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Refugee Week 2010

30 June 2010 by Sam

two women chatting over a cuppa

RefuTEA was one of this year’s Refugee Week events

Here’s an update from our head of communities Claire Benjamin about this year’s Refugee Week events and why they are so important:


“Refugee Week has once again been a highlight of the year for me, with a wonderful array of events and activities to raise awareness of refugees in our city, and welcome them to our museum. Our simple acts campaign was quite simply, just that. By finding out more about a new culture, cooking a cultural dish, smiling at a refugee or signing a petition, these simple acts can truly make a big difference.

The highlight for me was ‘By Reservation Only’ – a wonderful performance by a group of young refugees, whose acting skills were a talent worth seeing. What was even more impressive was the fact that they had learnt the script in English, which wasn’t even their first language. Truly inspirational, with such natural talent and ability on display, the show was hopefully an avenue for these young people to be like everybody else and have some normality and escapism. You can see photos from the performance in our Refugee Week 2010 set on Flickr. Read more…

Hub festival fun

9 June 2010 by Sam

Hub festival summer jam 2010 logo

Here’s a quick update from Finola Kelly, our Communities Creative Apprentice, on a fun weekend she had recently at the Hub festival – all in the name of important research for work, of course:


“On Saturday 29 and Sunday 30 May 2010 I went along to the HUB festival with members of the Communities team where we had our own National Museums Liverpool stall. The HUB Festival is a free festival that was held in Otterspool, Aigburth. The festival is for anyone to attend, with 10 bands each day playing on the main stage, break dancing, amazing BMX, skateboarding, graffiti boards with lots of artists to join in with and many more.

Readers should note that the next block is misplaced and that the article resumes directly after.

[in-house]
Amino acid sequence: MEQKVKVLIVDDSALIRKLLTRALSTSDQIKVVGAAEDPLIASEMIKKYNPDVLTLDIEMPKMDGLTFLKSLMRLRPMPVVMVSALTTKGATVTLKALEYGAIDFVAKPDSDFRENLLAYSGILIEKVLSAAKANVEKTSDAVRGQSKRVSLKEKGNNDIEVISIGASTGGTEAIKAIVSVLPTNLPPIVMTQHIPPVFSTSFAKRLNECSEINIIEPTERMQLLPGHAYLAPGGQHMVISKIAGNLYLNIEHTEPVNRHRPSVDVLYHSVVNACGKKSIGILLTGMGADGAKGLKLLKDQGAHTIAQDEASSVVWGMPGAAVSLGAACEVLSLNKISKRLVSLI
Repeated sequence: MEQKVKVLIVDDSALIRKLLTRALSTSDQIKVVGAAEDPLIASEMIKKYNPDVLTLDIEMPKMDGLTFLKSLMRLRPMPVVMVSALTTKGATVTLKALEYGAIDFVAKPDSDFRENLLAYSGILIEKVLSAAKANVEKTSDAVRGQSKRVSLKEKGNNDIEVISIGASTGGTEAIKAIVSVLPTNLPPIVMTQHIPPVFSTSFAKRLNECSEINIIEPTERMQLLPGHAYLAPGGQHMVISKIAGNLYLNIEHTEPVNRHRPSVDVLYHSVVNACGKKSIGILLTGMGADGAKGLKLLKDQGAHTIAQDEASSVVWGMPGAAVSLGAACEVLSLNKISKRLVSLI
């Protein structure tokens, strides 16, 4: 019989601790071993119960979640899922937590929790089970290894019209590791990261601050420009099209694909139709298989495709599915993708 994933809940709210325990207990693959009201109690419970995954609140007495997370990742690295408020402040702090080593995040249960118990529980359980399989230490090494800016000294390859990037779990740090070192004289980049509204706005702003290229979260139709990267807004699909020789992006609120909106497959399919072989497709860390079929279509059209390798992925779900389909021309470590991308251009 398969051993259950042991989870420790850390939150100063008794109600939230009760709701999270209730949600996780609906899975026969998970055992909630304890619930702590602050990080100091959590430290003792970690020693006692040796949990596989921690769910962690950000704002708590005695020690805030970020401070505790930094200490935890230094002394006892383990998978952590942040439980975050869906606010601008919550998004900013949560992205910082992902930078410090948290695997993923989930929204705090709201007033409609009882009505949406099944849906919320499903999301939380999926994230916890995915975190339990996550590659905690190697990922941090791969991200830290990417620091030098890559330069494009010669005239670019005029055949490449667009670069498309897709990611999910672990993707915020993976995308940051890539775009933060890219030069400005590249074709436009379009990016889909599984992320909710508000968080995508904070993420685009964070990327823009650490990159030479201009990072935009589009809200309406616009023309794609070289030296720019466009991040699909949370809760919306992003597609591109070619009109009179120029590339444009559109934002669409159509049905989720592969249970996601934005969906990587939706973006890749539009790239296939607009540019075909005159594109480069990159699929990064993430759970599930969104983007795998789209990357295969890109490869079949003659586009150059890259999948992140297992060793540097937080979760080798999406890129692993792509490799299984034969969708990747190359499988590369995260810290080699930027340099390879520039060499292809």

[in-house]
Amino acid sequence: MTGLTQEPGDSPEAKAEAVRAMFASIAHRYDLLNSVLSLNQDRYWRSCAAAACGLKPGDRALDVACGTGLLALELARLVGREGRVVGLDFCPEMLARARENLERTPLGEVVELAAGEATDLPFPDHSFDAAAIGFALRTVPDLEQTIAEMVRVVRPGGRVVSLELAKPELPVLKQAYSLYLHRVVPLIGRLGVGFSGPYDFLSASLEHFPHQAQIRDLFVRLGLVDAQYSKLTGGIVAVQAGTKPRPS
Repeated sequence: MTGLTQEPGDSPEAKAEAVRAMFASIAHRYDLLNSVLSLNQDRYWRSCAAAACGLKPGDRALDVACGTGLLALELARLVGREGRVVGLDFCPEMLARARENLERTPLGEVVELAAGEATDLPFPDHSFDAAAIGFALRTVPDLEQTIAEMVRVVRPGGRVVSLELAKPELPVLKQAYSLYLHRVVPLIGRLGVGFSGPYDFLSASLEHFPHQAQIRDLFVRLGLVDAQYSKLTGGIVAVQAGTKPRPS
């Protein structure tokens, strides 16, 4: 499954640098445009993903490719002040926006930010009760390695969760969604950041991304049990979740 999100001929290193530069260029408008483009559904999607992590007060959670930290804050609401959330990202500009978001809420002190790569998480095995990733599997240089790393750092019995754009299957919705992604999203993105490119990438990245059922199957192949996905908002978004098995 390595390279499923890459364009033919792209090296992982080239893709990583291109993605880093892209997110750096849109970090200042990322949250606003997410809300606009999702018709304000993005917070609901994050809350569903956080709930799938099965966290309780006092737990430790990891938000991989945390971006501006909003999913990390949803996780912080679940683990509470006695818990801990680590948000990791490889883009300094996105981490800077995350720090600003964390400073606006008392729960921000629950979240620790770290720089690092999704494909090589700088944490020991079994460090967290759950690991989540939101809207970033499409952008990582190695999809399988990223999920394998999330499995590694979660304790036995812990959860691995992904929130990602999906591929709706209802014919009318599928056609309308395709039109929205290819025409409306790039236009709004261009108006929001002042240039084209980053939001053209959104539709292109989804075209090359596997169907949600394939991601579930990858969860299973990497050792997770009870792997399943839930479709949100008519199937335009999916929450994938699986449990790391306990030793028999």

Our stall was to promote and gain information for the Museum Of Liverpool’s Creative City gallery. One activity was a ‘vote your fave scouser’ board. Everyone had a chance to stick a star in the column of their favourite scouser. These scousers were Kim Cattrall, Steven Gerrard, Paul McCartney, Jennifer Ellison, Colleen Rooney and John Bishop. We also had another board where people could write down why they think Liverpool was creative or special to them. Everyone’s comments were appreciated thank you! Read more…

Liverpool’s Chinatown through the lens: Winners

4 June 2010 by davidl

With China Through the lens of John Thomson 1868 – 1872 closing at Merseyside Maritime Museum this Sunday, our Liverpool’s Chinatown Through the lens Flickr competition has now also come to an end and it is time to reveal the winners.

We had a really interesting range of entries and exhibition curator and competition judge Betty Yao found it difficult to choose the winner from nearly 200 photos. However after much deliberation Betty chose three images, which have all also been blogged about over the course of the competition, with the overall winner being ‘Chinese New Year – People’ by Lee Carus, an image she says she ‘returned again and again to’ because ‘…there is so much there – capturing the people, the colours’. Congratulations to Lee, who wins a banquet meal for two at Yuet Ben.

The two lucky runners-up are Graham Morgan, whose enigmatic shot Betty praised ‘for capturing the moment’, and Mark McGowan, whose Chinese arch photo reminded her of two atmospheric images from the exhibition; of the pagoda reflected on the lake, and the hazy shot of a man standing by the River Min.

Congratulations to all our entrants, and one final reminder to visit the Maritime Museum this weekend for your last chance to see John Thomson’s fascinating images.

Read more…

Liverpool’s Chinatown through the lens: Closed!

24 May 2010 by davidl

The Liverpool’s Chinatown through the lens photo competition has ended today, and there is a fantastic range of interesting photos in the competition pool on Flickr. Thanks to all those people who submitted photographs – the images make for fascinating browsing! The winner will receive a banquet for two at Yuet Ben, with two runners-up winning exhibition catalogues.

China Through the lens of John Thomson 1868-72 is only on at Merseyside Maritime Museum until 6 June, so get yourself down there and don’t miss this stunning exhibition.